Public sector unions affiliated to COSATU have taken the government to the Labour Appeal Court due to its inability to stick to the 3-year wage agreement that was signed back in 2018.
In the past 2 years, the government was able to implement the wage agreement, however, due to the COVID-19 pandemic, the government stated that it’s unable to meet its obligations due to financial constraints.
Finance minister, Tito Mboweni, warned that South Africa’s fiscus could collapse should the government continue with the wage agreement, since the pandemic affected the economy drastically.
“What the government and the South African economy cannot now afford, and what is not just and equitable under the current circumstances, is for civil servants to claim yet further inflation-beating and private sector outperforming salary increases off an already high base,” he said.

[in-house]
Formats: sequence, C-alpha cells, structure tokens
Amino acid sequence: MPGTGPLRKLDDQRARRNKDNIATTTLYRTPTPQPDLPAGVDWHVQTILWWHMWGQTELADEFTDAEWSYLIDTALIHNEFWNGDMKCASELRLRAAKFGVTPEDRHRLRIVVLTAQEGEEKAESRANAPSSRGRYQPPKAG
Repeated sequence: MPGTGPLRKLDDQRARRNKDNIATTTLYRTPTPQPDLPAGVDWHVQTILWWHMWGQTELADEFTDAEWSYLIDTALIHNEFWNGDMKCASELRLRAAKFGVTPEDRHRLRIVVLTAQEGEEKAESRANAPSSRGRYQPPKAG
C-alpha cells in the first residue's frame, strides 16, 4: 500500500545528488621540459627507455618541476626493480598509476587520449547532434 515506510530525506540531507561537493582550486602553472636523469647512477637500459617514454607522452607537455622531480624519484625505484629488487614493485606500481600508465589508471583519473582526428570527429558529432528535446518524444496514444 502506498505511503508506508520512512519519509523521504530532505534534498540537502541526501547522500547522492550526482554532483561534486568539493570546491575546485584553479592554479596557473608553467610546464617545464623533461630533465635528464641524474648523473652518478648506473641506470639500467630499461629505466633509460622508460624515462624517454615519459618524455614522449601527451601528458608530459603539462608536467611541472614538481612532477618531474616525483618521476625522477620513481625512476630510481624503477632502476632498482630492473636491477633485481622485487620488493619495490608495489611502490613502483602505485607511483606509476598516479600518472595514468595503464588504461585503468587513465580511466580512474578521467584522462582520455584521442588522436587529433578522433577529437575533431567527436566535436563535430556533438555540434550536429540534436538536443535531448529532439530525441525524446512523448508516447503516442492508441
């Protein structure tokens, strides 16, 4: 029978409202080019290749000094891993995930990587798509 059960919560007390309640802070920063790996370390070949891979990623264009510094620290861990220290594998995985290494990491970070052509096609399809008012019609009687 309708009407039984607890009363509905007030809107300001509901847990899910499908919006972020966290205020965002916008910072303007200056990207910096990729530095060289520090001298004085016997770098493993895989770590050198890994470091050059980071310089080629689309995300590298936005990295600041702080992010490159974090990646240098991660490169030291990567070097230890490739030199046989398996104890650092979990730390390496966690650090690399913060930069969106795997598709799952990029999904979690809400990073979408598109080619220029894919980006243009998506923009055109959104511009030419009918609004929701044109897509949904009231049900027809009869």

NEHAWU Advocate, William Mokhari, told the Labour Appeals Court that the government did not approach, nor attempt to renegotiate the terms of the agreement with them – which is highly unacceptable since they had no intentions of paying.
Unions argue that if the government couldn't afford the wage increases and agreement, they should've taken the strike (during the election year). Instead they chose to avoid a strike by agreeing to wage hikes and now can't deliver.— Govan Whittles (@van1go) December 2, 2020
Unions argue the govt can't decide not to pay third year wage hike because of how it would affect the economy or the state. Instead, govt should implement the third year wage hike and implement retrenchments, if those are required by wage implementation. #publicwagebill— Govan Whittles (@van1go) December 2, 2020
I wonder if it might have been strategically smarter for Treasury to bite the 2020 bullet rather than now having to go into the next rounds of negotiations off the back of a court case? Compromise will be difficult to come by. #publicwagebill— Fouche Venter (@FoucheVenter) December 2, 2020
Currently, South Africa’s debt is predicted to peak at 93% of GDP in 2023/24, and the country may be spending almost 6 percent of GDP on debt service costs.